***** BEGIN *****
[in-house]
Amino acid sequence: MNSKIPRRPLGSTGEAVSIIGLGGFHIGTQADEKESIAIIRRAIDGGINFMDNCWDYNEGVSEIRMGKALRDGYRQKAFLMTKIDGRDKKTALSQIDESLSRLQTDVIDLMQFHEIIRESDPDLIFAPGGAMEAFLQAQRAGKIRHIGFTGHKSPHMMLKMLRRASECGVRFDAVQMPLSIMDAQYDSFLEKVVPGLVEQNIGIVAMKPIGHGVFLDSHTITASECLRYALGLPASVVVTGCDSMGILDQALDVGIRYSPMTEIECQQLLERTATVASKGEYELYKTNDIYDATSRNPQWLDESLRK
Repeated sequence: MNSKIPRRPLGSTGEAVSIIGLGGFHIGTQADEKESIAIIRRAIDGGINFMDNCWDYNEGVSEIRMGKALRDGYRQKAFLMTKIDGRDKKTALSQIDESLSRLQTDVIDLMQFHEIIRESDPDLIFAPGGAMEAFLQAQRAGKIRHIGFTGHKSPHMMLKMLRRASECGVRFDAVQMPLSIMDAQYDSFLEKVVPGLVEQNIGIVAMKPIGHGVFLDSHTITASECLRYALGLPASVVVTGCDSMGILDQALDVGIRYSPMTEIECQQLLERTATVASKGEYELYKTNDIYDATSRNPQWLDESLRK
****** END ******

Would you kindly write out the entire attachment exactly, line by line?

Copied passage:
[in-house]
Amino acid sequence: MNSKIPRRPLGSTGEAVSIIGLGGFHIGTQADEKESIAIIRRAIDGGINFMDNCWDYNEGVSEIRMGKALRDGYRQKAFLMTKIDGRDKKTALSQIDESLSRLQTDVIDLMQFHEIIRESDPDLIFAPGGAMEAFLQAQRAGKIRHIGFTGHKSPHMMLKMLRRASECGVRFDAVQMPLSIMDAQYDSFLEKVVPGLVEQNIGIVAMKPIGHGVFLDSHTITASECLRYALGLPASVVVTGCDSMGILDQALDVGIRYSPMTEIECQQLLERTATVASKGEYELYKTNDIYDATSRNPQWLDESLRK
Repeated sequence: MNSKIPRRPLGSTGEAVSIIGLGGFHIGTQADEKESIAIIRRAIDGGINFMDNCWDYNEGVSEIRMGKALRDGYRQKAFLMTKIDGRDKKTALSQIDESLSRLQTDVIDLMQFHEIIRESDPDLIFAPGGAMEAFLQAQRAGKIRHIGFTGHKSPHMMLKMLRRASECGVRFDAVQMPLSIMDAQYDSFLEKVVPGLVEQNIGIVAMKPIGHGVFLDSHTITASECLRYALGLPASVVVTGCDSMGILDQALDVGIRYSPMTEIECQQLLERTATVASKGEYELYKTNDIYDATSRNPQWLDESLRK